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Modules and descriptors

As I understand it, the appeal of properties (and descriptors in
general) in new-style classes is that they provide a way to
"intercept" direct attribute accesses. This lets us write more clear
and concise code that accesses members directly without fear of future
API changes.

I love this feature of the language, but find that I still have to
call getter/setter methods of module instances. Since module
attributes are accessed by way of __dict__ and the module type has a
valid __mro__, why doesn't the descriptor protocol apply to module
instances?

TIA!

P.S. There is some previous discussion in comp.lang.python about using
a module like a new-style class.

http://groups.google.com/group/comp....+or+properties

http://groups.google.com/group/comp....ule+properties

http://groups.google.com/group/comp....odule+__call__

The suggested solution is always to provide a class wrapper in the
module itself, and have the module-user instantiate it appropriately.
This is a valid solution, but doesn't ensure that the client will use
it (the descriptor protocol does, as a feature of the language). As a
result, changes like these can break existing code that uses the
module.
Jan 7 '08 #1
1 1048
Chris Leary wrote:
As I understand it, the appeal of properties (and descriptors in
general) in new-style classes is that they provide a way to
"intercept" direct attribute accesses. This lets us write more clear
and concise code that accesses members directly without fear of future
API changes.

I love this feature of the language, but find that I still have to
call getter/setter methods of module instances. Since module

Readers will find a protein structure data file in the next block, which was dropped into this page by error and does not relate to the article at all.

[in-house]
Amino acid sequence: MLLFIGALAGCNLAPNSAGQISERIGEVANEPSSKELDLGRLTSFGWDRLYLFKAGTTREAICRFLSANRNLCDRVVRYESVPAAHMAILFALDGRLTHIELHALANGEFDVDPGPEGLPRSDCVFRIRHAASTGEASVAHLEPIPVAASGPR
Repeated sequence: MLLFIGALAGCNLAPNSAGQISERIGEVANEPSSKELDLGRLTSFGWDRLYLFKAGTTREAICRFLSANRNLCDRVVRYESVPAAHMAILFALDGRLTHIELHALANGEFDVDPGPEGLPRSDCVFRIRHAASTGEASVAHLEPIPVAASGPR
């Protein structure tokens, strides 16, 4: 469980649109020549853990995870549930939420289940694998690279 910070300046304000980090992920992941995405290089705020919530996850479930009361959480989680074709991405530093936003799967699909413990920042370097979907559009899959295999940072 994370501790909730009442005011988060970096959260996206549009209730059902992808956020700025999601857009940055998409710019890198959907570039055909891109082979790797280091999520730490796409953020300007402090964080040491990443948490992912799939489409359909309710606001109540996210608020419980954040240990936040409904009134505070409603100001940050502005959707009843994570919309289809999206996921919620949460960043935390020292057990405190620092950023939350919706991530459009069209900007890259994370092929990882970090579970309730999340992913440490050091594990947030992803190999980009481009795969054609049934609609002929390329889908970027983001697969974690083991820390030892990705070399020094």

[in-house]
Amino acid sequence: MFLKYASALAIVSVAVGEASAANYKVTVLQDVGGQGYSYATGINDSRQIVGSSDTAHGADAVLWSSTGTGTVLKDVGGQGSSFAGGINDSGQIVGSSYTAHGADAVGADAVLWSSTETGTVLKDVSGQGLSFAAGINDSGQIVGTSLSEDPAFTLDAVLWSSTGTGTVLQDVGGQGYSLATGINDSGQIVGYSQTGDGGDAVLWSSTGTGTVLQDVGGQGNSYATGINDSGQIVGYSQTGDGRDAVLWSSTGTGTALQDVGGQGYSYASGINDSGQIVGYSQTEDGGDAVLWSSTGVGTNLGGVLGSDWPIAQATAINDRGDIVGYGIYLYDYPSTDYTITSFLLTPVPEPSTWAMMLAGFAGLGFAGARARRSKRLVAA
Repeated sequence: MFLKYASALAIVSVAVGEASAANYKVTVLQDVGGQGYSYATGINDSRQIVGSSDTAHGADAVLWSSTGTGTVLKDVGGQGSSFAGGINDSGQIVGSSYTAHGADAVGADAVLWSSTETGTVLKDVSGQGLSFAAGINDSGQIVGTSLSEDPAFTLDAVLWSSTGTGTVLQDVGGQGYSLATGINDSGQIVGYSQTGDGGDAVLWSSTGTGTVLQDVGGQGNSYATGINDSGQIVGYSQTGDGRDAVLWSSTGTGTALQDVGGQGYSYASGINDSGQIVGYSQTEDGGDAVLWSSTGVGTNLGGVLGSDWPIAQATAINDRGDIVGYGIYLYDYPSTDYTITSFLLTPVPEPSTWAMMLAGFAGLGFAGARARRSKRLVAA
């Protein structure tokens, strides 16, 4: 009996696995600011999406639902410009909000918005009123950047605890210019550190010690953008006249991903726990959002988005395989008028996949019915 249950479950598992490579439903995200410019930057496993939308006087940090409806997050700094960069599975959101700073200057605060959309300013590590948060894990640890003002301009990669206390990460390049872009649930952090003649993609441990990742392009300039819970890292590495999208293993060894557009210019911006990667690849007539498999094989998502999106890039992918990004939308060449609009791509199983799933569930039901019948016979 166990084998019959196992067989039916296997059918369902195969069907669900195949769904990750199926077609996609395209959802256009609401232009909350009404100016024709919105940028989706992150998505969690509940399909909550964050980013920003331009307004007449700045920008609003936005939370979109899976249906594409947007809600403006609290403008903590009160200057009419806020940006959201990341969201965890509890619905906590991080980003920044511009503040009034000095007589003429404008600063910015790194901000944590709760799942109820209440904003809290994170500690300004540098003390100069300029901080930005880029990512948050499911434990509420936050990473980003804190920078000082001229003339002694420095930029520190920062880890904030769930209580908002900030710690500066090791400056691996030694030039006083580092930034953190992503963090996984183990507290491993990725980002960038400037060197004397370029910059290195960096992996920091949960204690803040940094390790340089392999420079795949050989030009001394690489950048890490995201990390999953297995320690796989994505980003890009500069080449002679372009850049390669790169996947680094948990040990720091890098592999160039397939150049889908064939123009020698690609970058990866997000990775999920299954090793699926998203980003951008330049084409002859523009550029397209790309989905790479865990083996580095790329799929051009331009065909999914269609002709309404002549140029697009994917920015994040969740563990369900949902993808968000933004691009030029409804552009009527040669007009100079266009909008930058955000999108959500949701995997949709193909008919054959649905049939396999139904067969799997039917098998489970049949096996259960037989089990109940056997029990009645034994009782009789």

attributes are accessed by way of __dict__ and the module type has a
valid __mro__, why doesn't the descriptor protocol apply to module
instances?
Because it doesn't apply to class *instances*. Module-level code gets
executed roughly like this::

mod = ModuleType(...)
exec module_code in mod.__dict__

So consider the similar code::
>>class C(object):
... pass
...
>>c = C()
exec '''
... def foo(self, *args):
... print self, args
... ''' in c.__dict__

A function ``foo`` has been added to the ``C`` instance. But *instances*
don't invoke the descriptor protocol, so we the ``self`` parameter is
not bound to the ``C`` instance::
>>c.foo()
Traceback (most recent call last):
File "<interactive input>", line 1, in <module>
TypeError: foo() takes at least 1 argument (0 given)

So the straightforward answer to your question is that module instances
don't invoke the descriptor protocol because instances in general don't
invoke the protocol (only classes do).

The follow-up question is usually something like "well, can't we make
module instances special and have them invoke the descriptor protocol?"
Yes, in theory it would be possible, but it would break backwards
compatibility in very bad ways. For example, every pure function you
define at the module level would then become a bound method whenever it
was accessed. Consider a simple module ``mod`` like::

def foo(bar):
return 'baz(%s)' % bar

If I try to use this module, and module instances invoke the descriptor
protocol, then ``bar`` will always be bound to the module instance. That
means we'd have to totally change how we right module level functions,
and they'd have to start looking like this::

def foo(mod, bar):
return 'baz(%s)' % bar

That, of course, would break *tons* of existing code.

STeVe
Jan 8 '08 #2

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